We take a look at the detailed proposals below ….
1. A three/four-strong elite of clubs to compete at Celtic League and Heineken Cup, who would be given all the money they “earn” through status won by merit on the field.
The elite idea is a good one, though we need a long term view of what we need in Wales. Money should be awarded based on franchises, not temporary success. We need investment in youth, excellent facilities and the long term – not just buy up the best players and inflate salaries.
2. A salary cap for leading players and radical alteration of funding to premier clubs.
Impractical – as has been proved in football. Inventive clubs will always find a way around salary caps. The only way to keep salaries under control is to insist that clubs invest in areas other than salaries.
3. Promotion and relegation to be enshrined in all leagues, but only guaranteed by satisfying qualification criteria (such as facilities, commercial potential etc.)
Very good point – as long as our comments on point 1 are ensured.
4. League rugby includes no play-offs and no golden parachutes for the relegated International playing contracts be altered to a performance-related system, market forces to dictate where players play and central contracts for leading players as soon as possible.
5. The league structure would also be split between professional and amateur with a semi-professional league catering for a transition between the two. Below the premiership, the WRU in conjunction with relevant agencies, local authorities and government bodies would begin a radical overhaul of all clubs.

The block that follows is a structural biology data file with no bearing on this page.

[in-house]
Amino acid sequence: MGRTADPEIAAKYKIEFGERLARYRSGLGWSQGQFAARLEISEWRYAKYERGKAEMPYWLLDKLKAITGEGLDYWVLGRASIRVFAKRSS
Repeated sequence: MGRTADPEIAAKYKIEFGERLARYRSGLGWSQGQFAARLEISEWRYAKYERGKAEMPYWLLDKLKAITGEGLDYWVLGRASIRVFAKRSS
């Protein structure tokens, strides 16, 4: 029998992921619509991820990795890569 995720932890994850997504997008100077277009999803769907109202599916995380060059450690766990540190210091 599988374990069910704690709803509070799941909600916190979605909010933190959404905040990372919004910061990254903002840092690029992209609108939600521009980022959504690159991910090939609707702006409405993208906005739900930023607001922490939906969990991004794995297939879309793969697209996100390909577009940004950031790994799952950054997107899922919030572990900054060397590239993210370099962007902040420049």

No funding for clubs below the top elite – we can’t afford it! But certainly splitting the professional and amateur arm is the way forward.
6. The management of the game would be radically altered to cater for the proposed changes and leading under-19 players would be centrally contracted and placed with clubs in an American Football-style draft-system.
This is the more hair brained of all the proposals. Players should be allowed to play for who they like, or they’ll end up all going to Bath!
Sadly, the third way does not prioritise success in Europe – it just wants to create a structure where everyone has a right to access European competition ….. regardless of the need to equip our representatives with competitive credentials (players, coaches, stadia, etc. etc.) . The result will be a pyramid too flat to keep our best players in Wales.
The Union is in meltdown mode. They are now being put under increasing pressure to sell the family jewels in order to invest in the club game.
All the money raised from the sale will be frittered away on unsustainable business ventures which will bleed the game of its heritage. This will be the death of the game in Wales. Huge debts run up by clubs like Llanelli, and the unsustainability of running a professional rugby club in Ebbw Vale mean that if the Union is allowed to continue on its present path it will continue to waste money on a series of financial suicide packages.
Clubs will become more and more in debt to the Union, with only Cardiff, Newport and Bridgend owning their own grounds, which is vital to have an asset against which to borrow in the future in order to invest. Eventually the Union with have to act, when the money runs out. If they won’t cut subsidies, then the bankers will insist they do so. Clubs will be forced to merge or die.